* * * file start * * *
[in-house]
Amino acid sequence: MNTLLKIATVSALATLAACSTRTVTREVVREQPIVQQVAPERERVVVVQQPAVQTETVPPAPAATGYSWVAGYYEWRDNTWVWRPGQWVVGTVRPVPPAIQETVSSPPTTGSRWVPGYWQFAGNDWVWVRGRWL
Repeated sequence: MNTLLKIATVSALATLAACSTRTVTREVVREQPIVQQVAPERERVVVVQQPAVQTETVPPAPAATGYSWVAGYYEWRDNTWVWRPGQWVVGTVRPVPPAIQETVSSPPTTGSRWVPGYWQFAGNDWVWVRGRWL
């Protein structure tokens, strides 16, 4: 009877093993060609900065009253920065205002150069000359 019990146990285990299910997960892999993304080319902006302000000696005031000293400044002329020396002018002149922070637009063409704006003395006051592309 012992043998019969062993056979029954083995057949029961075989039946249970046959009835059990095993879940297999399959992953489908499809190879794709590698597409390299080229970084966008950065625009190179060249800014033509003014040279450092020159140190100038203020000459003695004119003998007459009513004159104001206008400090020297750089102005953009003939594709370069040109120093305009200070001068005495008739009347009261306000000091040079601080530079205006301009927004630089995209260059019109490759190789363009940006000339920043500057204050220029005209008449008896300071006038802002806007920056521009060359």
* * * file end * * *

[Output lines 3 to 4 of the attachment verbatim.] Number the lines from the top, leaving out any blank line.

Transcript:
Repeated sequence: MNTLLKIATVSALATLAACSTRTVTREVVREQPIVQQVAPERERVVVVQQPAVQTETVPPAPAATGYSWVAGYYEWRDNTWVWRPGQWVVGTVRPVPPAIQETVSSPPTTGSRWVPGYWQFAGNDWVWVRGRWL
């Protein structure tokens, strides 16, 4: 009877093993060609900065009253920065205002150069000359 019990146990285990299910997960892999993304080319902006302000000696005031000293400044002329020396002018002149922070637009063409704006003395006051592309 012992043998019969062993056979029954083995057949029961075989039946249970046959009835059990095993879940297999399959992953489908499809190879794709590698597409390299080229970084966008950065625009190179060249800014033509003014040279450092020159140190100038203020000459003695004119003998007459009513004159104001206008400090020297750089102005953009003939594709370069040109120093305009200070001068005495008739009347009261306000000091040079601080530079205006301009927004630089995209260059019109490759190789363009940006000339920043500057204050220029005209008449008896300071006038802002806007920056521009060359």